Tuesday, 3 November 2009

Abandon perfectionism right now (Part 2 of 3)


Let go of chimerical expectations and make the best of your situation. Look for practical solutions. Assess different alternatives. Make a workable plan and implement it. In any case, you should abandon perfectionism right now, since its drawbacks dwarf its negligible advantages.

Focused long-term action enables man to surmount major obstacles. Do no waste time with lamentations and wishful thinking. Keep on advancing on your chosen path and do not look back on past mistakes, except for drawing lessons for the future.

If you look around, you will find plenty of examples of people who have succeeded despite overwhelming burdens. Throw away expectations of immediate and flawless achievement. Maintain your serenity and trust the principle of cause and effect. Although life offers no guarantee of success, intelligent persistence has repeatedly proven to work. Can you extract some gain from each mistake? Time will wash away embarrassment and pain, but the teachings will remain.

The opposite of perfectionism is tolerance, the virtue of eliminating irrational demands and accepting a blemished reality. Tolerance brings openness and flexibility. Instead of expecting perfection, a wise man takes continuous steps to improve his results. When he is sailing, he watches the weather without getting angry at the changing wind because he knows that he can correct the course of his ship as often as he needs.

A good mental exercise against perfectionism is to imagine what you will do if your current projects fail catastrophically. How would you feel if, after working on a major sale for three months, the transaction fails to take place at the last minute due to a factor that you had not foreseen?

The irrational response would be to fall into depression and self-recrimination. A more realistic and practical approach would lead to accept that your expectations may have been exaggerated in the first place. What will be the lesson for the future? A deal should be considered closed only when a contract has been signed.

Don't stop pushing before you cross the end-line, but at the same time, strive to maintain your serenity. Do not rely on half-cooked plans and always have a back-up solution. Do things fast and check them long. Take reasonable precautions, but leave perfectionism to the obsessed.

To be continued in Part 3

[Text: http://johnvespasian.blogspot.com]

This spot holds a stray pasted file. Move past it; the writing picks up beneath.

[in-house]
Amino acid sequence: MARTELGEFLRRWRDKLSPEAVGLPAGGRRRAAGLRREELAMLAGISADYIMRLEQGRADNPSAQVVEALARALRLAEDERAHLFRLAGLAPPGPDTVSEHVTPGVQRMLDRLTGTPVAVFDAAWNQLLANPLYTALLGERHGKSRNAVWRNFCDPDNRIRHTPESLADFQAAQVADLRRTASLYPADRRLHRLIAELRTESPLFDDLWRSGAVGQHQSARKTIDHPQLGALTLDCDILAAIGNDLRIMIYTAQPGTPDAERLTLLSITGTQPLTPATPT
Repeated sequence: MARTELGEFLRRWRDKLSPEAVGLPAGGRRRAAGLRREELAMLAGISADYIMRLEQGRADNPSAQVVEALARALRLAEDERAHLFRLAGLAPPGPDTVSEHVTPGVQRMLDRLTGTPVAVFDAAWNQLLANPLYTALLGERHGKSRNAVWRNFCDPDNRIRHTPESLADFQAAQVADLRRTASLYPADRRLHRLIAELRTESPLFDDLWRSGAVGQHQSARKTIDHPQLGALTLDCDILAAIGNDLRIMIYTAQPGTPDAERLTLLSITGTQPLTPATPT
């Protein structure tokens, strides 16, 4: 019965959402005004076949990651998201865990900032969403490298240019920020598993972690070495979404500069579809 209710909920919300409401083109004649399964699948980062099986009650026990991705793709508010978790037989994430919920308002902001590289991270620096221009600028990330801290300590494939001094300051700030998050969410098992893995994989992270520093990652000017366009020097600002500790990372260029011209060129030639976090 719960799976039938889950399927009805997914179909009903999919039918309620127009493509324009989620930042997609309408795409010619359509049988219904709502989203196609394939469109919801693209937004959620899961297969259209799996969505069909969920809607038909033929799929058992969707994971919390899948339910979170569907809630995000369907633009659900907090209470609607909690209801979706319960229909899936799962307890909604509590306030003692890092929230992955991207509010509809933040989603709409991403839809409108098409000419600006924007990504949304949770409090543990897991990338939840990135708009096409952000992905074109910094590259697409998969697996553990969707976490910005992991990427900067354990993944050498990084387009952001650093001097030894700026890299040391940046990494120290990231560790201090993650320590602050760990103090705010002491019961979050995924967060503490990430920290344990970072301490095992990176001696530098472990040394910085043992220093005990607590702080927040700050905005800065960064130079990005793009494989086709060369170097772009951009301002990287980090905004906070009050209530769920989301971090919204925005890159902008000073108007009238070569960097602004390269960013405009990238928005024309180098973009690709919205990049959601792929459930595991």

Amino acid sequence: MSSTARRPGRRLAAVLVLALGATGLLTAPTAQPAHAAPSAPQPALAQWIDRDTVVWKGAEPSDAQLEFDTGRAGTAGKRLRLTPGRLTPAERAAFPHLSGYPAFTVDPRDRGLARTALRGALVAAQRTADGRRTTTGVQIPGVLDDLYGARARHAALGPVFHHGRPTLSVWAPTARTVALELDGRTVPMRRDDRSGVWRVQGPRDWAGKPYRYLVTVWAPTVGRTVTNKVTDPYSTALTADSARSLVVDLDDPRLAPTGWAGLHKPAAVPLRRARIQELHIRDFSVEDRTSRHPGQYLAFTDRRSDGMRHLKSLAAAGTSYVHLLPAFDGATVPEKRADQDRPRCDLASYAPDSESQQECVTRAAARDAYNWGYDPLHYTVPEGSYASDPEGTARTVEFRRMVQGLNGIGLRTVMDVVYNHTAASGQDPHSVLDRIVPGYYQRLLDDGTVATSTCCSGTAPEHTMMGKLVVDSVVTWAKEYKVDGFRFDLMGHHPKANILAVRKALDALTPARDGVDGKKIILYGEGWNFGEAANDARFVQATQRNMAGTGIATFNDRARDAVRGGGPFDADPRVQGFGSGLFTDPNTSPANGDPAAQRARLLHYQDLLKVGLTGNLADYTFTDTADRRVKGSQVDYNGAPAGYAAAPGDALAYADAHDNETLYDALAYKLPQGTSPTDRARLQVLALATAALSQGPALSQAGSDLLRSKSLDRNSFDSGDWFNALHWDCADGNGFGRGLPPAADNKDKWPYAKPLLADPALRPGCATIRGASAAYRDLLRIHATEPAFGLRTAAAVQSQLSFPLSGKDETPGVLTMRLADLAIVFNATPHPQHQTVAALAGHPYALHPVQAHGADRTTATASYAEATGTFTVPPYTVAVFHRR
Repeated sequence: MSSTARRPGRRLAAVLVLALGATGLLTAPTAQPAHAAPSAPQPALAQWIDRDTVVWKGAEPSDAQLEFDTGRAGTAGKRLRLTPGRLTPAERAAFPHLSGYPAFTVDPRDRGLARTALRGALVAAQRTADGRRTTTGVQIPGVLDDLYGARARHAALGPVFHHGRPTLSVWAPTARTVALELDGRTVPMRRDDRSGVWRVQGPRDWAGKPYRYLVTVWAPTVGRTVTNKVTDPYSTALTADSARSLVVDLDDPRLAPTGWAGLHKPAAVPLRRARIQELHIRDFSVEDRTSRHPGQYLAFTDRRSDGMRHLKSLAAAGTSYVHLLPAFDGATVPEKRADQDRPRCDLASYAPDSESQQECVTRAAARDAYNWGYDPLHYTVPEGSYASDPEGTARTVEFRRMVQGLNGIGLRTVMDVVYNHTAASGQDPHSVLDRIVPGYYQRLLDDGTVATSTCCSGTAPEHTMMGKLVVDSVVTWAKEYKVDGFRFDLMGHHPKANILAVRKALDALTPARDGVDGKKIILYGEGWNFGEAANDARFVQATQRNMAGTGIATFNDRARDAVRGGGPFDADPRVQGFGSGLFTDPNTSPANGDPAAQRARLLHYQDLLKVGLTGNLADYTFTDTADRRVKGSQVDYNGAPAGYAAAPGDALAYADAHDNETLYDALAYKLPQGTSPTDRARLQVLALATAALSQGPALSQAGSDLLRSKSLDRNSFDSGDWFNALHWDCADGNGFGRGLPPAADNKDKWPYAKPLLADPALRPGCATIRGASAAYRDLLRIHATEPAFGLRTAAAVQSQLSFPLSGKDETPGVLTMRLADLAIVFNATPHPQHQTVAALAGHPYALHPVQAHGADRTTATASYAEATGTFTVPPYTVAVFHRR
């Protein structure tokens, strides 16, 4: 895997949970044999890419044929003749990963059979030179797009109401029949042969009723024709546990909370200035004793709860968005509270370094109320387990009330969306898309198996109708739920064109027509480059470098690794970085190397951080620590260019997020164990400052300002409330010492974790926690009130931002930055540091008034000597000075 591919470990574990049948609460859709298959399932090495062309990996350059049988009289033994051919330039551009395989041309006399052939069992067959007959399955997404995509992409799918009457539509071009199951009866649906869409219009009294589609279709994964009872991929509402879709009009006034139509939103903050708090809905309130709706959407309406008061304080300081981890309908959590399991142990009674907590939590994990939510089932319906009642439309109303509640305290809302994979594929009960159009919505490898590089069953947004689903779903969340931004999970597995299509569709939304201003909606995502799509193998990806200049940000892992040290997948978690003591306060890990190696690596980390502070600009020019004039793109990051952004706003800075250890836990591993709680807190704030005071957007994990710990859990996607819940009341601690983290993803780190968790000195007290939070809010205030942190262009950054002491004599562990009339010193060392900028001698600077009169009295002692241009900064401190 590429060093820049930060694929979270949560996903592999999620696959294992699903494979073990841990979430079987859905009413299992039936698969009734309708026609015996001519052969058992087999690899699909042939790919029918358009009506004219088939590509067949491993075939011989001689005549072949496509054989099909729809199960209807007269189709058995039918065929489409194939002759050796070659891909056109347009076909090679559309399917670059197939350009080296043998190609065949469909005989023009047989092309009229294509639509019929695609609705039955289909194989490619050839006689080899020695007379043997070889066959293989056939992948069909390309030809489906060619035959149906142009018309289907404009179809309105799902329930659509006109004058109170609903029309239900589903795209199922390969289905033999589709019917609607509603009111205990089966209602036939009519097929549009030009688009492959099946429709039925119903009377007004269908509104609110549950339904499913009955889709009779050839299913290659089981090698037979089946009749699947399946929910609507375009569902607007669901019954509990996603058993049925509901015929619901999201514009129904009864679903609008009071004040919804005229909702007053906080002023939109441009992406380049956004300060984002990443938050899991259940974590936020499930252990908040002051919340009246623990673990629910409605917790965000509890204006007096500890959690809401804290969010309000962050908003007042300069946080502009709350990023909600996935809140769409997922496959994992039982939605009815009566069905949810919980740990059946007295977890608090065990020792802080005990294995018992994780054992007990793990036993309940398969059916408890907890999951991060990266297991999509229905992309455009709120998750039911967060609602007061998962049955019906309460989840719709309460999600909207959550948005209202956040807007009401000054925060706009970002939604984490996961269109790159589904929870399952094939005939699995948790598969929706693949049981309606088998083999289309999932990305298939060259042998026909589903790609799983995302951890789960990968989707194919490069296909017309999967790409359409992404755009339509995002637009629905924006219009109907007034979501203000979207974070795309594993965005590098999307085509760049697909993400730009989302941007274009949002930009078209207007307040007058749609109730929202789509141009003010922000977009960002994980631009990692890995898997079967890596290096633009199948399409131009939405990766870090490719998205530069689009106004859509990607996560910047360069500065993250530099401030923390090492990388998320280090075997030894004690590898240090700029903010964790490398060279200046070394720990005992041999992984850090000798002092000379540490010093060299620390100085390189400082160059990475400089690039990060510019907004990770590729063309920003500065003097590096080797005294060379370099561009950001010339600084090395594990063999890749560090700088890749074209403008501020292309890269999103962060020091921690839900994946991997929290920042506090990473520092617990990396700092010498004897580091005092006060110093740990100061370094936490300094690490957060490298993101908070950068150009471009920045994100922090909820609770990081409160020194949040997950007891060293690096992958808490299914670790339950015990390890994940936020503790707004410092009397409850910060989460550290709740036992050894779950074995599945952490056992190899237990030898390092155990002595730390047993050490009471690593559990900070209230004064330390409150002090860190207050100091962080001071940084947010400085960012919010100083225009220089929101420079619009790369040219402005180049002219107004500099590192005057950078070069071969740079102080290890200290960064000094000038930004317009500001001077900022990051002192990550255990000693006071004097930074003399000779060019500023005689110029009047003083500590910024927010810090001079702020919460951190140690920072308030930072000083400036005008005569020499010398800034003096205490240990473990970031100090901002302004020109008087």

[Image by not a hipster under Creative Commons Attribution License. See the license terms under http://creativecommons.org/licenses/by/3.0/us]

Abandon perfectionism right now
(Part 2 of 3)


Let go of chimerical expectations and make the best of your situation. Look for practical solutions. Assess different alternatives. Make a workable plan and implement it. In any case, you should abandon perfectionism right now, since its drawbacks dwarf its negligible advantages.

Focused long-term action enables man to surmount major obstacles. Do no waste time with lamentations and wishful thinking. Keep on advancing on your chosen path and do not look back on past mistakes, except for drawing lessons for the future.

If you look around, you will find plenty of examples of people who have succeeded despite overwhelming burdens. Throw away expectations of immediate and flawless achievement. Maintain your serenity and trust the principle of cause and effect. Although life offers no guarantee of success, intelligent persistence has repeatedly proven to work. Can you extract some gain from each mistake? Time will wash away embarrassment and pain, but the teachings will remain.

The opposite of perfectionism is tolerance, the virtue of eliminating irrational demands and accepting a blemished reality. Tolerance brings openness and flexibility. Instead of expecting perfection, a wise man takes continuous steps to improve his results. When he is sailing, he watches the weather without getting angry at the changing wind because he knows that he can correct the course of his ship as often as he needs.

A good mental exercise against perfectionism is to imagine what you will do if your current projects fail catastrophically. How would you feel if, after working on a major sale for three months, the transaction fails to take place at the last minute due to a factor that you had not foreseen?

The irrational response would be to fall into depression and self-recrimination. A more realistic and practical approach would lead to accept that your expectations may have been exaggerated in the first place. What will be the lesson for the future? A deal should be considered closed only when a contract has been signed.

Don't stop pushing before you cross the end-line, but at the same time, strive to maintain your serenity. Do not rely on half-cooked plans and always have a back-up solution. Do things fast and check them long. Take reasonable precautions, but leave perfectionism to the obsessed.

To be continued in Part 3

[Text: http://johnvespasian.blogspot.com]

[Image by not a hipster under Creative Commons Attribution License. See the license terms under http://creativecommons.org/licenses/by/3.0/us]